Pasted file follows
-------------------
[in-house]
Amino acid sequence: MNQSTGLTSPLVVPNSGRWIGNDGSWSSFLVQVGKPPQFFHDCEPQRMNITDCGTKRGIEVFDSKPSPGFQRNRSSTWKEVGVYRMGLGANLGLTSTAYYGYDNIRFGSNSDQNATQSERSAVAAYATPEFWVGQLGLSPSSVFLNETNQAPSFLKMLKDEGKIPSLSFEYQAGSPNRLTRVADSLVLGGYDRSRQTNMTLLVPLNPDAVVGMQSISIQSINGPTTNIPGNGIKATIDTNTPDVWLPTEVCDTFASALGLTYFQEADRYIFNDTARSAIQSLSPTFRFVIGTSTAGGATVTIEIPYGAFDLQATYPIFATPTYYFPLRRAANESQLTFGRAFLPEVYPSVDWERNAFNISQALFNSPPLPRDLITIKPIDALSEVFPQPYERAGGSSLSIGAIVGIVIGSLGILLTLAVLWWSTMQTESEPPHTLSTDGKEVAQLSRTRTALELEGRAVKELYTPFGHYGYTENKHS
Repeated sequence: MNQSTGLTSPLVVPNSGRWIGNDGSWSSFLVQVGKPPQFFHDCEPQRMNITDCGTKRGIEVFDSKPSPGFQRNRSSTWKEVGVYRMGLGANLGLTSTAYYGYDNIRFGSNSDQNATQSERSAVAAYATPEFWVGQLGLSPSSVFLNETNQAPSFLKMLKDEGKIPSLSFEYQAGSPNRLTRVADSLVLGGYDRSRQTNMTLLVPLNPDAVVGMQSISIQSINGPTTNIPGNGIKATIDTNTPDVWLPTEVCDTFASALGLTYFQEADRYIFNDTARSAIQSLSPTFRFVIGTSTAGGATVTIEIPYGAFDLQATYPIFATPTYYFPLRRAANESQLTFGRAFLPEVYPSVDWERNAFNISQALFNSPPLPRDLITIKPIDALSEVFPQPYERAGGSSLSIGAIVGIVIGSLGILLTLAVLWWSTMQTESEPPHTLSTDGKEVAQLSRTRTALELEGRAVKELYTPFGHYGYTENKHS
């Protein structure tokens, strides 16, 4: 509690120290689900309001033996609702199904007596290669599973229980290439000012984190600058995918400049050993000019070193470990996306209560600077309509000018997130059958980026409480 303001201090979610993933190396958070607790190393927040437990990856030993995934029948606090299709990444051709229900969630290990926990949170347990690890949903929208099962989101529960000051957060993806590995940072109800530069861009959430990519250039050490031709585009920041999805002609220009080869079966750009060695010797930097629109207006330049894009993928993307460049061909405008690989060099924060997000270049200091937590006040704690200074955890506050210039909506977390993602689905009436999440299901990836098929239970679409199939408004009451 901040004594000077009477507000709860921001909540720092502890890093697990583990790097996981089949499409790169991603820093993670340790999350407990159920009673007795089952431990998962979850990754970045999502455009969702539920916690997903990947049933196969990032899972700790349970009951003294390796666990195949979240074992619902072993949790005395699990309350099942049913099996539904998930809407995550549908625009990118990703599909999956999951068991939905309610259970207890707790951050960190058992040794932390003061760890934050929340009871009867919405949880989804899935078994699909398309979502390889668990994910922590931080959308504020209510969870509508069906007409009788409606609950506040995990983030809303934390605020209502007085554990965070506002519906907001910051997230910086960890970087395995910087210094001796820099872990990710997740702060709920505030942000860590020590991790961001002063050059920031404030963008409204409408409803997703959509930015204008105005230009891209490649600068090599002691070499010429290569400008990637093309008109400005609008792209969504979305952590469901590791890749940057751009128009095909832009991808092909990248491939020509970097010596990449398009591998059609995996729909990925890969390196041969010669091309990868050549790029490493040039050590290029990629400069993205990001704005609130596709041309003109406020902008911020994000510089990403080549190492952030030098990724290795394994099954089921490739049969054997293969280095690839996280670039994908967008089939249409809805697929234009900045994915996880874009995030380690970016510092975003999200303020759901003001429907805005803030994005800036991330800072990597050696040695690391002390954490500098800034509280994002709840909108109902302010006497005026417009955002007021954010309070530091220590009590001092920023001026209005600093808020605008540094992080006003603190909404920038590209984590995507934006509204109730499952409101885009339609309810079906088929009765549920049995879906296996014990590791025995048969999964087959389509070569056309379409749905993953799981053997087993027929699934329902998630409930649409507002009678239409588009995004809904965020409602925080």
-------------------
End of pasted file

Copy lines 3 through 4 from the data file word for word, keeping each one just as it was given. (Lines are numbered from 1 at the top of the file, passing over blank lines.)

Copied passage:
Repeated sequence: MNQSTGLTSPLVVPNSGRWIGNDGSWSSFLVQVGKPPQFFHDCEPQRMNITDCGTKRGIEVFDSKPSPGFQRNRSSTWKEVGVYRMGLGANLGLTSTAYYGYDNIRFGSNSDQNATQSERSAVAAYATPEFWVGQLGLSPSSVFLNETNQAPSFLKMLKDEGKIPSLSFEYQAGSPNRLTRVADSLVLGGYDRSRQTNMTLLVPLNPDAVVGMQSISIQSINGPTTNIPGNGIKATIDTNTPDVWLPTEVCDTFASALGLTYFQEADRYIFNDTARSAIQSLSPTFRFVIGTSTAGGATVTIEIPYGAFDLQATYPIFATPTYYFPLRRAANESQLTFGRAFLPEVYPSVDWERNAFNISQALFNSPPLPRDLITIKPIDALSEVFPQPYERAGGSSLSIGAIVGIVIGSLGILLTLAVLWWSTMQTESEPPHTLSTDGKEVAQLSRTRTALELEGRAVKELYTPFGHYGYTENKHS
């Protein structure tokens, strides 16, 4: 509690120290689900309001033996609702199904007596290669599973229980290439000012984190600058995918400049050993000019070193470990996306209560600077309509000018997130059958980026409480 303001201090979610993933190396958070607790190393927040437990990856030993995934029948606090299709990444051709229900969630290990926990949170347990690890949903929208099962989101529960000051957060993806590995940072109800530069861009959430990519250039050490031709585009920041999805002609220009080869079966750009060695010797930097629109207006330049894009993928993307460049061909405008690989060099924060997000270049200091937590006040704690200074955890506050210039909506977390993602689905009436999440299901990836098929239970679409199939408004009451 901040004594000077009477507000709860921001909540720092502890890093697990583990790097996981089949499409790169991603820093993670340790999350407990159920009673007795089952431990998962979850990754970045999502455009969702539920916690997903990947049933196969990032899972700790349970009951003294390796666990195949979240074992619902072993949790005395699990309350099942049913099996539904998930809407995550549908625009990118990703599909999956999951068991939905309610259970207890707790951050960190058992040794932390003061760890934050929340009871009867919405949880989804899935078994699909398309979502390889668990994910922590931080959308504020209510969870509508069906007409009788409606609950506040995990983030809303934390605020209502007085554990965070506002519906907001910051997230910086960890970087395995910087210094001796820099872990990710997740702060709920505030942000860590020590991790961001002063050059920031404030963008409204409408409803997703959509930015204008105005230009891209490649600068090599002691070499010429290569400008990637093309008109400005609008792209969504979305952590469901590791890749940057751009128009095909832009991808092909990248491939020509970097010596990449398009591998059609995996729909990925890969390196041969010669091309990868050549790029490493040039050590290029990629400069993205990001704005609130596709041309003109406020902008911020994000510089990403080549190492952030030098990724290795394994099954089921490739049969054997293969280095690839996280670039994908967008089939249409809805697929234009900045994915996880874009995030380690970016510092975003999200303020759901003001429907805005803030994005800036991330800072990597050696040695690391002390954490500098800034509280994002709840909108109902302010006497005026417009955002007021954010309070530091220590009590001092920023001026209005600093808020605008540094992080006003603190909404920038590209984590995507934006509204109730499952409101885009339609309810079906088929009765549920049995879906296996014990590791025995048969999964087959389509070569056309379409749905993953799981053997087993027929699934329902998630409930649409507002009678239409588009995004809904965020409602925080």